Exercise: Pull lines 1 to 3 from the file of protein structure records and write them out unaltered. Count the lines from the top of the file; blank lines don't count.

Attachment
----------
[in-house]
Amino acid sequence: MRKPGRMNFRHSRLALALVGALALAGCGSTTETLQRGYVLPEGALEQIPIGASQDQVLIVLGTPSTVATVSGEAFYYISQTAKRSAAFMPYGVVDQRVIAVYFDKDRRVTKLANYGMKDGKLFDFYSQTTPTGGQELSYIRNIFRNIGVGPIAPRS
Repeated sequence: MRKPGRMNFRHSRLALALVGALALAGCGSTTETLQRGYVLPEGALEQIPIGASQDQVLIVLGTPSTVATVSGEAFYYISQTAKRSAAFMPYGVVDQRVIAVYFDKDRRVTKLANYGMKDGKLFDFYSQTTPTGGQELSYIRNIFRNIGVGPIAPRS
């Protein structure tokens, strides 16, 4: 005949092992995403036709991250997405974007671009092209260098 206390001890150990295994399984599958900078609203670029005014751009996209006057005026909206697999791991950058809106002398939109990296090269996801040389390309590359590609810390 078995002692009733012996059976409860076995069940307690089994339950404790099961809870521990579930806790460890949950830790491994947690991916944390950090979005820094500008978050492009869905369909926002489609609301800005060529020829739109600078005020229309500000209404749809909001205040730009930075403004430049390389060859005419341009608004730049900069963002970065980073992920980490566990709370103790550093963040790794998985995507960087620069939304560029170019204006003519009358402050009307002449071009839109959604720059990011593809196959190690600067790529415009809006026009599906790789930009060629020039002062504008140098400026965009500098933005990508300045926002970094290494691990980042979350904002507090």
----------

[in-house]
Amino acid sequence: MRKPGRMNFRHSRLALALVGALALAGCGSTTETLQRGYVLPEGALEQIPIGASQDQVLIVLGTPSTVATVSGEAFYYISQTAKRSAAFMPYGVVDQRVIAVYFDKDRRVTKLANYGMKDGKLFDFYSQTTPTGGQELSYIRNIFRNIGVGPIAPRS
Repeated sequence: MRKPGRMNFRHSRLALALVGALALAGCGSTTETLQRGYVLPEGALEQIPIGASQDQVLIVLGTPSTVATVSGEAFYYISQTAKRSAAFMPYGVVDQRVIAVYFDKDRRVTKLANYGMKDGKLFDFYSQTTPTGGQELSYIRNIFRNIGVGPIAPRS